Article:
What struck me as very worrisome at the Saturday night debate (1/7/2012) was the aggressively militaristic position taken by all candidates other than Ron Paul and Jon Huntsman. Paul’s reasoned points regarding the size, cost and performance of the last decade of Republican wars gets lost in the isolationism inherent in his extreme libertarian positions. That’s too bad.

Huntsman, however, is not an isolationist. He is an internationalist and one who has experiences none of the other candidates have had, including his years as ambassador to China. I find his position on Afghanistan interesting. He essentially says our work is done: declare victory and withdraw. The Taliban are not in control. Those who perpetrated the 9/11 attacks on the US are dead. Why are we still there?

When asked by a reporter if he isn’t afraid that by leaving Afghanistan a civil war will break out, he says he thinks one will break out regardless of when we leave. I can only wish President Obama would listen to Huntsman on this war.

Which now brings me to the rest of the republican contenders. They lambasted Obama for withdrawing troops from Iraq, for “allowing Iran to develop nuclear weapons,” and for proposing to reduce the nation’s defense budget. The question that was not asked of them, nor did they proffer their own solutions, was this: what would you do differently?

In one of the debates, one of the contenders (I don’t remember which debate nor which person, which is kind of lame, but there you have it) indicated that Obama should have negotiated harder to keep our troops in Iraq. I am sure we could have forced our preferences by tying it to our providing aid. That would certainly have pushed Iraq into our enemies’ arms, and gotten more of our troops killed. Obama insisted that U.S. personnel would be subject to the U.S. legal system; Iraq would not agree and Obama pulled out the remaining troops. I’m glad a war Bush and his warmongers should never have started is finally over for us. If Iraq regresses into civil war, so be it. If that is their path, they would eventually find it once we withdrew, whenever that time might be.

Iran is suffering mightily for its pursuit of nuclear weapons, which is why they are making a big show of testing missiles and threatening to cut access to the Straits of Hormuz. Should they actually cut access, I have no doubt the U.S., in concert with other nations, would interpret that action as an act of war and react militarily. For the U.S. to be the aggressor would not achieve any political, economic (other than to our defense industry) or moral objective. We would again become the bully Bush projected to the world.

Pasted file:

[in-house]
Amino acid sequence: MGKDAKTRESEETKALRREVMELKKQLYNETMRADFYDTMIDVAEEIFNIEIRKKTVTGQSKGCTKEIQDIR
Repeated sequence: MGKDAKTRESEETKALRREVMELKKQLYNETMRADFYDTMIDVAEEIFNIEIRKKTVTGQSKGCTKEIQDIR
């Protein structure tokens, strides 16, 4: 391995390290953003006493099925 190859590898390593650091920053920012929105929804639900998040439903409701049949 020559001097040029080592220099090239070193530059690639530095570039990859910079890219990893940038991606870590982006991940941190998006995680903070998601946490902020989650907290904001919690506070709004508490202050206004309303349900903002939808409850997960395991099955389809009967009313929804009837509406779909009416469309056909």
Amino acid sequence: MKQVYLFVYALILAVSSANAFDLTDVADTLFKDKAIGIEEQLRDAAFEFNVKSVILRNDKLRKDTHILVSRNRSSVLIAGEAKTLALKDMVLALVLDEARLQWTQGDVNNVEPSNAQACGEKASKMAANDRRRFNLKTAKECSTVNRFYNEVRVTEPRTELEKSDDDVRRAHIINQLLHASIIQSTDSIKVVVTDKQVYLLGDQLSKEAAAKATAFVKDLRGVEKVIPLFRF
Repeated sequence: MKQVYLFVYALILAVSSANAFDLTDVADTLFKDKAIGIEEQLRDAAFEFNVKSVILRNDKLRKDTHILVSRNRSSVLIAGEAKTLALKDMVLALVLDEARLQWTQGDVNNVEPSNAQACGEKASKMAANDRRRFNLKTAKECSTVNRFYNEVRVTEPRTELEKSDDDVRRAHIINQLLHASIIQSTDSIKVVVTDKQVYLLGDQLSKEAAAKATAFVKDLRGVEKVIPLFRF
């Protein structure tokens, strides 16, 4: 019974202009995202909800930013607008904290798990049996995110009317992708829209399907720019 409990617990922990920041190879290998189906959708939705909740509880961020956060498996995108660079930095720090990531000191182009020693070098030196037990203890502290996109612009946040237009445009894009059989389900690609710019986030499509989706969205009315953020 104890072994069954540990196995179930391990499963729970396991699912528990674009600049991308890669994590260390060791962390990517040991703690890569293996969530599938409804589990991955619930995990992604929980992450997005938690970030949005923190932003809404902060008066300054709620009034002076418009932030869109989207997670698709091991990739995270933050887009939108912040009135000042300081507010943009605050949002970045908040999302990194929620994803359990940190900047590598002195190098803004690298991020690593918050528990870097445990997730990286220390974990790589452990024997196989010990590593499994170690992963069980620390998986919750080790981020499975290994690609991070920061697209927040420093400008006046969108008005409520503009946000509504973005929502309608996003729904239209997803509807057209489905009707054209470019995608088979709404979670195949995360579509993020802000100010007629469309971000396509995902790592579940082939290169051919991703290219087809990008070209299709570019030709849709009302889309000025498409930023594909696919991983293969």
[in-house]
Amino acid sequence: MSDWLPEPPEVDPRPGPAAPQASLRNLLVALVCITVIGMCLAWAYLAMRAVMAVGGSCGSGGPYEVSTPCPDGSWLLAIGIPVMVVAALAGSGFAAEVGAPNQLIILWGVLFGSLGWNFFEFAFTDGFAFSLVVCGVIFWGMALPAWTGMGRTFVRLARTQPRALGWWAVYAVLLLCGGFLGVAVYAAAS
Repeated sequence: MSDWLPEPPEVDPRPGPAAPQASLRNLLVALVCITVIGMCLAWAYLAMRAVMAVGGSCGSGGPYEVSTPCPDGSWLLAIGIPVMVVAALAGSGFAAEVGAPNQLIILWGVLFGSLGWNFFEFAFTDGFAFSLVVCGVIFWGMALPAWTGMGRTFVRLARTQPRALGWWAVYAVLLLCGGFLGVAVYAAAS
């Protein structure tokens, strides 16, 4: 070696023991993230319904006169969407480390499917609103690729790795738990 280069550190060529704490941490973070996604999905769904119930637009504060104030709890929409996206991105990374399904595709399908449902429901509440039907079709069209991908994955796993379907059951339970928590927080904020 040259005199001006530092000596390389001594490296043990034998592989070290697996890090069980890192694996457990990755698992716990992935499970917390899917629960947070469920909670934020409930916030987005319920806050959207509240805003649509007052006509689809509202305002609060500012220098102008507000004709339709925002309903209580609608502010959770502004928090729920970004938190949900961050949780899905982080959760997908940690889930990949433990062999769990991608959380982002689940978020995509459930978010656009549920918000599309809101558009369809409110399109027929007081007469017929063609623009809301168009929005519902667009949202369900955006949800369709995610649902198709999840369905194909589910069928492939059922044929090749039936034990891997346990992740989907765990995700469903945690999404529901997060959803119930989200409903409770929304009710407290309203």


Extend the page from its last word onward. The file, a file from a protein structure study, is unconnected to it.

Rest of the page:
Lastly, Saturday night all except Paul and Huntsman excoriated Obama for daring to cut defense spending even though, as Paul pointed out, our defense spending dwarfs any other nation (or four or ten nations combined—depending on whose statistics one chooses to believe.). Recognize that all the Republicans with the exception of Jon Huntsman have signed a pledge to “not raise taxes.” Most want to lower taxes, particularly for corporations and those individuals with assets (by way of eliminating the capital gains tax and/or estate taxes). All agree that our current budget deficit is unsustainable.

The three legs of the stool they are proposing are (1) we can’t cut defense spending, (2) we can’t raise taxes (in fact we should lower them) and (for many) (3) we must “balance the budget.” The only way to balance this stool is on the back of cuts in nondefense spending. The question we must ask and force these candidates to answer is this: how EXACTLY are you going to cut spending?

Now, they are going to say that by cutting taxes and decreasing regulations their policies will increase federal government revenue. Since we are still in the early stages of an economic recovery, pretty much whatever we do, government revenues will increase some. Cutting taxes is no guarantee—Bush’s tax cuts preceded a very deep recession and the largest budget deficits in history.

To cure the current budget deficit without increased taxes would require a roughly 40% reduction in expenses. I’ll cut the candidates a break and grant them some improved tax revenues and assume they only need to cut total spending by 30%! Now, tell us exactly whose ox you are going to gore.

A pivotal question this election should answer is how the American people choose to address the fiscal imbalances we currently have. Democrats under Obama have one idea (cuts in the budget, including entitlements, combined with increases in tax revenues). Ron Paul, whether you like his solutions or not, has been clear in his desire to eliminate large chunks of the current federal government, including much of the defense budget and most so-called entitlements. Jon Huntsman’s approach has so far been nuanced. He has refused to rely on throwing red meat to the Republican base. His complete solution relies on a combination of cuts and increased taxes. While he has provided some specificity, especially around his changes to the income tax, like Obama’s approach, his is not yet completely transparent.

The other Republicans are not serious about providing voters with a real understanding of their policies. They are spouting red meat untruths for their far-right bases in order win the nomination. They refuse to tell us what we individually and collectively will need to give up in order to maintain the current defense spending, decrease current taxes and balance the budget.

Here is my suggestion if you can vote in the Republican primaries: Until the other candidates provide enough information so you know what the economic effects of their policies will be, I recommend you vote for Ron Paul or Jon Huntsman as your preferences dictate.

~ Jim